Field notes: London, England
December 26th, 2018
"Where did you go to school?"
"I went to Goodenough College."
"Haha, no but really."
Oh come on...
"The Ladbroke Arms"... but don't worry, he didn't break his legs.
I guess they really liked sheep here at some point.
Place names: there are many unusual street names in the City of London, including Bird-In-Hand Court, Bolt-In-Tun Yard, Crutched Friars, Ducks Foot Lane, French Horn Yard and Labour-In-Vain Court, as well as many food related ones including Beer Street, Bread Street, Camomile Street, Garlick Hill, Honey Lane, Lime Street, Milk Street, Oat Lane, Pie Corner, Poultry, Pudding Lane, Stew Lane and Sugar Loaf Court. (See maps.thehunthouse.com/eBooks/City_Street_Names.htm for much more information.)
"Open till late"... thanks for the specificity.
"It seems probable that the houses were erected in that year..."
"THIS IS NOT A STRIP CLUB"
I love it when platform-specific metro maps show only the lines that are relevant to you from that location in the station.
To let, or not to let. That is the question.
Oh dear! What frightened them?
Brick size forensics
In the 1780s, Great Britain adopted a brick tax to help pay for the wars with the American colonies. Bricks were taxed at 4 shillings per thousand.
In response, brick makers began to increase the size of their bricks. As a result, brick size can be used to date buildings.
It was fun to keep an eye out for these jumbo bricks while exploring the city! In this picture (borrowed from Wikipedia because I forgot to take pictures), pre-brick tax bricks were used in the house on the right, while the building on the left were made with oversized bricks.
WiFi names arms race
Lots of WiFi names begin with underscore to be first on list. Turns into a bit of an arms race though, because others can just put more underscores to get farther ahead on the list. There were a few cafes out of which I worked where the top 5 names with multi-underscore prefixes battling for first place. I wish I'd thought to screenshot one of these, but you get the idea with the one to the left here.
Riverfront: there are plenty of places to enjoy the river front away from roads. The most central is on the south bank between County Hall (Westminster Bridge) and City Hall (Tower Bridge). This passes the National Theatre, the Royal Festival Hall, the Globe Theatre and Tate Modern as well as many pubs and cafes. My favourite is Battersea Park.
Reverse curb cuts: The road came up to meet the sidewalk in many places rather than having curb cuts. Easier to walk, especially for wheelchairs and strollers, and has the added benefit of being a small speed hump for cars. Nice little detail that shows that the neighborhood prioritizes pedestrians over cars.
Can be a little scary in some places though when drivers sped around the corner, since there's little stopping them from getting up on the curb. And of the places I've been London drivers were not the most careful...
My takeaway was that the efficacy of these reverse curb cuts depended a lot on specific conditions and implementation.
Crossing warnings: "LOOK LEFT" and "LOOK RIGHT" were painted wherever the crosswalk mets the street. Very helpful for a hapless American like me who kept looking the wrong way.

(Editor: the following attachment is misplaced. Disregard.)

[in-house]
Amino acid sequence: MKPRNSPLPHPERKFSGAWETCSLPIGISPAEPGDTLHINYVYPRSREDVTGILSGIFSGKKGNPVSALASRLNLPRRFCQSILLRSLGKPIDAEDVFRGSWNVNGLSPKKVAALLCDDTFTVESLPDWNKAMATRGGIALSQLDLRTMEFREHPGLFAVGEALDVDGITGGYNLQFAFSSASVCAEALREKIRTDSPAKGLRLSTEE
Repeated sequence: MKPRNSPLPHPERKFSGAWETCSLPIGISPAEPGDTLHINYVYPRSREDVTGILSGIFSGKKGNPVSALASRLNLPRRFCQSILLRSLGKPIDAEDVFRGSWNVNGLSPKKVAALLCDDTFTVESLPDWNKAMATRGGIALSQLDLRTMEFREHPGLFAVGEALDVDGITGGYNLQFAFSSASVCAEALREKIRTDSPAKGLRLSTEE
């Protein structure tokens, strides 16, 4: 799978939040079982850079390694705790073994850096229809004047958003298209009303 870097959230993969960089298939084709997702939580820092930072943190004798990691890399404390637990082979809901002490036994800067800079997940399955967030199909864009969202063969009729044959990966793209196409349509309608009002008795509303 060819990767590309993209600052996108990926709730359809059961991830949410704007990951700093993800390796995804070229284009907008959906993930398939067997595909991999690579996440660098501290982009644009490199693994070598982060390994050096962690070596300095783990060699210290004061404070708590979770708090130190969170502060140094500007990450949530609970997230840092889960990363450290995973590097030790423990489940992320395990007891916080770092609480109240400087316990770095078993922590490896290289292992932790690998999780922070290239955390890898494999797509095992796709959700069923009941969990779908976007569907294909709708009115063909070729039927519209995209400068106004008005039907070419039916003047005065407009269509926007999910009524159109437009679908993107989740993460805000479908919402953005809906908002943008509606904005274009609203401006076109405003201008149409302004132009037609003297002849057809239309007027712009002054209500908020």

Street trees: I expected London to have few trees from exploring it on Treepedia, so I was delighted to find that the neighborhoods I explored had many glorious trees. Treepedia gives it a "Green View Index" of 12.7%, which is on the lower end and doesn't match my experience. However these aren't really inconsistent because as you can see from the map the neighborhoods I wandered have some of the densest tree cover, especially Notting Hill. Guess I just got lucky!
Now on to the main event, the trees themselves...
Blocked off pedestrian street + walkway: pedestrians can walk through but cars cannot drive through. Lots of nice walking-friendly details like this throughout the city!
Curb cut grips: I can imagine that these grips are important when the ground is wet and slippery. Would not be fun to find yourself tripping into oncoming traffic...
UPDATE: Thanks to everyone who pointed out that this tactile paving is actually to help blind and partially-sighted people to identify safe crossings and various characteristics of the street. A good explainer video below:
Sun-bleached paint: Looks like the sun bleached the black paint from the upper floors. You can tell this building has probably been around for a while.
Nice protected bike lanes! Impressed by the cycling infrastructure that I saw while walking from place to place, though I didn't get a chance to bike around much so I'm not sure how well-connected it all is.
Nice unassuming little plaza
Chimneys: Tons of chimneys! Not quite sure why. One guess is Victorian heating technology requires one per room, but many of the homes I saw otherwise look like they were built somewhat recently.
Nice attempt at trying to get the temporary buildings to match the style of the old one...
Prices, even very low prices, are an effective tool to discourage abuse. As a result, these public bathrooms on the perimeter of Hyde Park were clean and comfortable!